Detection of Zoonotic Bartonella Pathogens in Rabbit Fleas, Colorado, USA

Shingo Sato; R. Jory Brinkerhoff; Erin Hollis; Shunta Funada; Avery B. Shannon; Soichi Maruyama


Emerging Infectious Diseases. 2020;26(4):778-781. 

In This Article

Abstract and Introduction


We detected 3 Bartonella species in wild rabbit fleas from Colorado, USA: B. vinsonii subsp. berkhoffii (n = 16), B. alsatica (n = 5), and B. rochalimae (n = 1). Our results support the establishment of the zoonotic agent B. alsatica in North America.


Wild lagomorphs (rabbits, hares, and pikas) are known or potential reservoirs for a number of zoonotic agents, including tularemia (Francisella tularensis), plague (Yersinia pestis), pasteurellosis (Pasteurella multocida), ringworm (Trichophyton spp.), and cryptosporidiosis (Cryptosporidium cuniculus).[1] In 1999, a novel Bartonella species, B. alsatica, was isolated from the blood of wild rabbits (Oryctolagus cuniculus) in eastern France.[2]B. alsatica was later identified as a causative agent of lymphadenitis[3] and endocarditis[4,5] in humans. A case of prosthetic vascular graft infection caused by B. alsatica was reported in 2019.[6]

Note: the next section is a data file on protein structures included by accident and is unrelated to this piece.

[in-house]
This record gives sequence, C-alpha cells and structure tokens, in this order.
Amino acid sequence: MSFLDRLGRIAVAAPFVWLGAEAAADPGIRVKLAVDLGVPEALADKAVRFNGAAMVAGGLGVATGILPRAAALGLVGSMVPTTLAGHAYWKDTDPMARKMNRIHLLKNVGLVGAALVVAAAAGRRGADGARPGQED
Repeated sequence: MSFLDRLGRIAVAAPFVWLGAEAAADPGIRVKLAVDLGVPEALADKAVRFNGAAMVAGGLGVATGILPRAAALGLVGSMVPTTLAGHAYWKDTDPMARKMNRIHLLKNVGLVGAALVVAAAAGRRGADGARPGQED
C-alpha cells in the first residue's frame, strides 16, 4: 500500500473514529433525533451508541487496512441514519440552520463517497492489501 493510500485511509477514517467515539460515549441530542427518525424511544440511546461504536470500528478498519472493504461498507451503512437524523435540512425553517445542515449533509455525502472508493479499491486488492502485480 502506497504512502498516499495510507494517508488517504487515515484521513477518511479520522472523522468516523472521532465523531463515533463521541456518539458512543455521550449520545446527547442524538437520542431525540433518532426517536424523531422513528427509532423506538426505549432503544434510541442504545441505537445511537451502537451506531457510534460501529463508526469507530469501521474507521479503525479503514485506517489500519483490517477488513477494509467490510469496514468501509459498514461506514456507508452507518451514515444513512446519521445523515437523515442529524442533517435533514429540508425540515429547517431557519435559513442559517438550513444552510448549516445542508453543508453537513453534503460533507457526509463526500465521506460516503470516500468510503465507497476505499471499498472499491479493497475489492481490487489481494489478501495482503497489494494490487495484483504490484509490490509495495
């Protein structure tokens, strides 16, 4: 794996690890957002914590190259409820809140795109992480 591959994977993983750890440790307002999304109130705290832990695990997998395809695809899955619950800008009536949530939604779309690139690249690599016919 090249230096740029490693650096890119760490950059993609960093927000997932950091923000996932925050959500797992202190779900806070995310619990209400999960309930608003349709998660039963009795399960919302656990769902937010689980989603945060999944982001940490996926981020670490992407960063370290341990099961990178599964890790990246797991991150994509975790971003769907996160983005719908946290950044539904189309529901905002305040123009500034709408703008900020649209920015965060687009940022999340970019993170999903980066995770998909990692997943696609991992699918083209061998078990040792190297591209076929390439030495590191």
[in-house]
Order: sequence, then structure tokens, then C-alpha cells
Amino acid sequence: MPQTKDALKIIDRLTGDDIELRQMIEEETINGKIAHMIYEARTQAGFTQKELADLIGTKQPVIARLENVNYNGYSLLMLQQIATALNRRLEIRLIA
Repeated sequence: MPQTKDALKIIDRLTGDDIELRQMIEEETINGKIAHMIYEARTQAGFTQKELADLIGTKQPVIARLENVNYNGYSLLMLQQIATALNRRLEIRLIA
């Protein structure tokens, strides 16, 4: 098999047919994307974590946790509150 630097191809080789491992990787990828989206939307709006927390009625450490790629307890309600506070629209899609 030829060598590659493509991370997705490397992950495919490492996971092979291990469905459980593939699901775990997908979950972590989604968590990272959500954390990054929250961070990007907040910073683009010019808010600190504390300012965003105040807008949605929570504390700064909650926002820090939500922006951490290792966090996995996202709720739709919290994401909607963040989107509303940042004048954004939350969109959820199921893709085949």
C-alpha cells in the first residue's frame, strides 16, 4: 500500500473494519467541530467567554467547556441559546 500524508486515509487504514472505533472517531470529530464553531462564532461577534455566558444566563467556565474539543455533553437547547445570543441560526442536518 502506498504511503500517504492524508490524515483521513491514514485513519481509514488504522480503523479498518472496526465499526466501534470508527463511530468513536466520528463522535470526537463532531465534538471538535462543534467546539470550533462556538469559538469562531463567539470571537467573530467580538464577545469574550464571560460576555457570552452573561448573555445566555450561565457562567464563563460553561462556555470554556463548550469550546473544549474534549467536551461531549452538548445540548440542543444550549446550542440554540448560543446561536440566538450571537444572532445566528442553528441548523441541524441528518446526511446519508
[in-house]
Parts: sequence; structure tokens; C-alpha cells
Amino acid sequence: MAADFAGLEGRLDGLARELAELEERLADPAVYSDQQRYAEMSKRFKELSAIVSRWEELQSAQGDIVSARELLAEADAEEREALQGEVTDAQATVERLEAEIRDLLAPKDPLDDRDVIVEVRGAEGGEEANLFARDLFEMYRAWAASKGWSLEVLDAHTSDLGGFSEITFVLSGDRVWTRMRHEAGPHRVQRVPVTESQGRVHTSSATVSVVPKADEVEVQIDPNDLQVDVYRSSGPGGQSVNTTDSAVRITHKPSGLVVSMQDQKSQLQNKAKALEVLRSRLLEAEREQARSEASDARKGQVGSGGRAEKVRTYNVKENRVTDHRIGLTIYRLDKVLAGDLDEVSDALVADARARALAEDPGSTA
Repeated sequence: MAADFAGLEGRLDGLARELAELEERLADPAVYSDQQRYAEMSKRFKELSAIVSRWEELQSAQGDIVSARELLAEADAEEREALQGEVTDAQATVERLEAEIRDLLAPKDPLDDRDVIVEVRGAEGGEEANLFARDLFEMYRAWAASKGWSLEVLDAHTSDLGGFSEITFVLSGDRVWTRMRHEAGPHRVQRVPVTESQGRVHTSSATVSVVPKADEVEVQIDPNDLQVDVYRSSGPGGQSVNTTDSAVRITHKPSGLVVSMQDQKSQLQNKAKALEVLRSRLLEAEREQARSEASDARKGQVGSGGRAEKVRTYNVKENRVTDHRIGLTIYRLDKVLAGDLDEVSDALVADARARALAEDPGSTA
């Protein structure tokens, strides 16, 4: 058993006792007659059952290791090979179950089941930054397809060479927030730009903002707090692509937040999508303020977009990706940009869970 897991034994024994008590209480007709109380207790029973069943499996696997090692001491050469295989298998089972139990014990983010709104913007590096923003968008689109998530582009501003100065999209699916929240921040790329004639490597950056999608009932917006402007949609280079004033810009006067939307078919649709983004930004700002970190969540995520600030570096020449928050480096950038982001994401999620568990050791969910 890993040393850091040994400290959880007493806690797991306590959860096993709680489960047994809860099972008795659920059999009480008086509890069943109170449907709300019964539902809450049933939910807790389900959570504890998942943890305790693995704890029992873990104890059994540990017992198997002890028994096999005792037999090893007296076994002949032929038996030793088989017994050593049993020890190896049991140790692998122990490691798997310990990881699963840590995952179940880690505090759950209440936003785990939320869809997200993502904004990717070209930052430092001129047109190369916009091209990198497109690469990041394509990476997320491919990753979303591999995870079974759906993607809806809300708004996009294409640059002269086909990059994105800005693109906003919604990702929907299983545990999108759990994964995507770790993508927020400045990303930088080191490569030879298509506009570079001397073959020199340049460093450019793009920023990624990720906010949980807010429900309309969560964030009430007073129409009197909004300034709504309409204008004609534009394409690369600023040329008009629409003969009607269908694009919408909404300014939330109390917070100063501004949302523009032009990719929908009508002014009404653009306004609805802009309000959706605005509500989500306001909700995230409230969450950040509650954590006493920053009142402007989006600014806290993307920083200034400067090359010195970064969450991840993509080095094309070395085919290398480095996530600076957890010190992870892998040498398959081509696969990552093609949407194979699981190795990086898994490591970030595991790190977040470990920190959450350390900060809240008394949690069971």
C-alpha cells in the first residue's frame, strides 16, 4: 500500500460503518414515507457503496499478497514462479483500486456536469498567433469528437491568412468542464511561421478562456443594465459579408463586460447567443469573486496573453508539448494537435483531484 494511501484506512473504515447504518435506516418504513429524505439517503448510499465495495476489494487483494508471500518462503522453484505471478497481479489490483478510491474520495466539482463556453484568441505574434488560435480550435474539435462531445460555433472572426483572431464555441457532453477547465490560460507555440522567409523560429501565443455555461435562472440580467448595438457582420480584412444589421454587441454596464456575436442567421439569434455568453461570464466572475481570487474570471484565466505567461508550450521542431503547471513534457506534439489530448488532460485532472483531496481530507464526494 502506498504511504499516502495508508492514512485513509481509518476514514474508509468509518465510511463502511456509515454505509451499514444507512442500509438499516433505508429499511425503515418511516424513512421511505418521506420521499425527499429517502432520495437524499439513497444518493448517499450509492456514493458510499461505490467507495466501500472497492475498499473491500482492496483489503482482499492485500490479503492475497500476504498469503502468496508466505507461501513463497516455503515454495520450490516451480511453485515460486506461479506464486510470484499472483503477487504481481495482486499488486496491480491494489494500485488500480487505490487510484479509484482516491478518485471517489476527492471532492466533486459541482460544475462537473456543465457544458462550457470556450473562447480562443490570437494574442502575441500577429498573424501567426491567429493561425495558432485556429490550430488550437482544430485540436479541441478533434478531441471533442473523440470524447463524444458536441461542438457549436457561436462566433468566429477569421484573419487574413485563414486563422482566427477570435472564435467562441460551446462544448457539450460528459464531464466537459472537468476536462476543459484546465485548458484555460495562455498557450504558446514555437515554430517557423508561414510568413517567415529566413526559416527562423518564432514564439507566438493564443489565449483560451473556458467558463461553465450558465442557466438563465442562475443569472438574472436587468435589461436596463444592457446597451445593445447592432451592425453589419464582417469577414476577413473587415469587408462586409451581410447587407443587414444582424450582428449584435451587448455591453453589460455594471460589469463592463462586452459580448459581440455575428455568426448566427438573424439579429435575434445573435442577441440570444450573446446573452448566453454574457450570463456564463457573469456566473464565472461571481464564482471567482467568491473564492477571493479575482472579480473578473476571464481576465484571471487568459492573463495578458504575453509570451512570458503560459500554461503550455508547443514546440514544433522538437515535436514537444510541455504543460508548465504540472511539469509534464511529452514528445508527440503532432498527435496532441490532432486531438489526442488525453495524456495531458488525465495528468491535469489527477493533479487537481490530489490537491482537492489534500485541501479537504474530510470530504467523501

The geographic distribution of B. alsatica is poorly understood, as is its mode of transmission, although vector-mediated transmission was suggested upon initial characterization of this agent.[2]B. alsatica DNA has been detected in fleas collected from Bartonella-infected wild rabbits in France[7] and Spain,[8,9] suggesting the potential for fleaborne B. alsatica transmission. Our goal was to describe associations between rabbit-associated Bartonella and potential flea vectors in the United States to gain insights into transmission of fleaborne zoonoses.